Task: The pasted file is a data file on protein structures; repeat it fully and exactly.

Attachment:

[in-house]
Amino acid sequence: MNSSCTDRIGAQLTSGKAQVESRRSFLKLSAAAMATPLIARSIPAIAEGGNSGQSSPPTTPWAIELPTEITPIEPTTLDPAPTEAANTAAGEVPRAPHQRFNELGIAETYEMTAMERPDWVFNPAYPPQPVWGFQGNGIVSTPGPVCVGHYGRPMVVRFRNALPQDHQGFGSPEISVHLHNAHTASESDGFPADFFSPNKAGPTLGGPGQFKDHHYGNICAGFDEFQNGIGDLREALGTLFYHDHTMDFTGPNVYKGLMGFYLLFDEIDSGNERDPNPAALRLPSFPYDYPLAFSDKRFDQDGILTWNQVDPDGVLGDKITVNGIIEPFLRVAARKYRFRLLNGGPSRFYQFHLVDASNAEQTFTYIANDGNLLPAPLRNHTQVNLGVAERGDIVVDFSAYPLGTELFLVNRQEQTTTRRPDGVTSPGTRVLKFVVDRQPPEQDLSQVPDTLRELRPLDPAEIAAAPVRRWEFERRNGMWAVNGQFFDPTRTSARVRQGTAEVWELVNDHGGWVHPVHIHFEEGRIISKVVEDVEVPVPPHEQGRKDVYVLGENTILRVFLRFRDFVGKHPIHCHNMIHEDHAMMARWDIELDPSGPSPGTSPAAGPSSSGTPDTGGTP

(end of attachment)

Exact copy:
[in-house]
Amino acid sequence: MNSSCTDRIGAQLTSGKAQVESRRSFLKLSAAAMATPLIARSIPAIAEGGNSGQSSPPTTPWAIELPTEITPIEPTTLDPAPTEAANTAAGEVPRAPHQRFNELGIAETYEMTAMERPDWVFNPAYPPQPVWGFQGNGIVSTPGPVCVGHYGRPMVVRFRNALPQDHQGFGSPEISVHLHNAHTASESDGFPADFFSPNKAGPTLGGPGQFKDHHYGNICAGFDEFQNGIGDLREALGTLFYHDHTMDFTGPNVYKGLMGFYLLFDEIDSGNERDPNPAALRLPSFPYDYPLAFSDKRFDQDGILTWNQVDPDGVLGDKITVNGIIEPFLRVAARKYRFRLLNGGPSRFYQFHLVDASNAEQTFTYIANDGNLLPAPLRNHTQVNLGVAERGDIVVDFSAYPLGTELFLVNRQEQTTTRRPDGVTSPGTRVLKFVVDRQPPEQDLSQVPDTLRELRPLDPAEIAAAPVRRWEFERRNGMWAVNGQFFDPTRTSARVRQGTAEVWELVNDHGGWVHPVHIHFEEGRIISKVVEDVEVPVPPHEQGRKDVYVLGENTILRVFLRFRDFVGKHPIHCHNMIHEDHAMMARWDIELDPSGPSPGTSPAAGPSSSGTPDTGGTP